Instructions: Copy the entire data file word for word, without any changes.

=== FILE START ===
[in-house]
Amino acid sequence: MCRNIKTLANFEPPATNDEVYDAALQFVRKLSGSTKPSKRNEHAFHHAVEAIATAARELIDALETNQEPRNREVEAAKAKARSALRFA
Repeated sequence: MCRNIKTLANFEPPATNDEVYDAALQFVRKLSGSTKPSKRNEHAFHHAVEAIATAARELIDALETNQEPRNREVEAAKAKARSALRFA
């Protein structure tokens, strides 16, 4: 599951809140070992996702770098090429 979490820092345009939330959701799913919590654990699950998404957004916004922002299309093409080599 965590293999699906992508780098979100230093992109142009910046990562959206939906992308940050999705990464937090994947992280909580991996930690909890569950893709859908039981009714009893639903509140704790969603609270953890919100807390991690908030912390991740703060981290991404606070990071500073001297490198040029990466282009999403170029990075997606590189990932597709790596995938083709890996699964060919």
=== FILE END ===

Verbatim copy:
[in-house]
Amino acid sequence: MCRNIKTLANFEPPATNDEVYDAALQFVRKLSGSTKPSKRNEHAFHHAVEAIATAARELIDALETNQEPRNREVEAAKAKARSALRFA
Repeated sequence: MCRNIKTLANFEPPATNDEVYDAALQFVRKLSGSTKPSKRNEHAFHHAVEAIATAARELIDALETNQEPRNREVEAAKAKARSALRFA
């Protein structure tokens, strides 16, 4: 599951809140070992996702770098090429 979490820092345009939330959701799913919590654990699950998404957004916004922002299309093409080599 965590293999699906992508780098979100230093992109142009910046990562959206939906992308940050999705990464937090994947992280909580991996930690909890569950893709859908039981009714009893639903509140704790969603609270953890919100807390991690908030912390991740703060981290991404606070990071500073001297490198040029990466282009999403170029990075997606590189990932597709790596995938083709890996699964060919």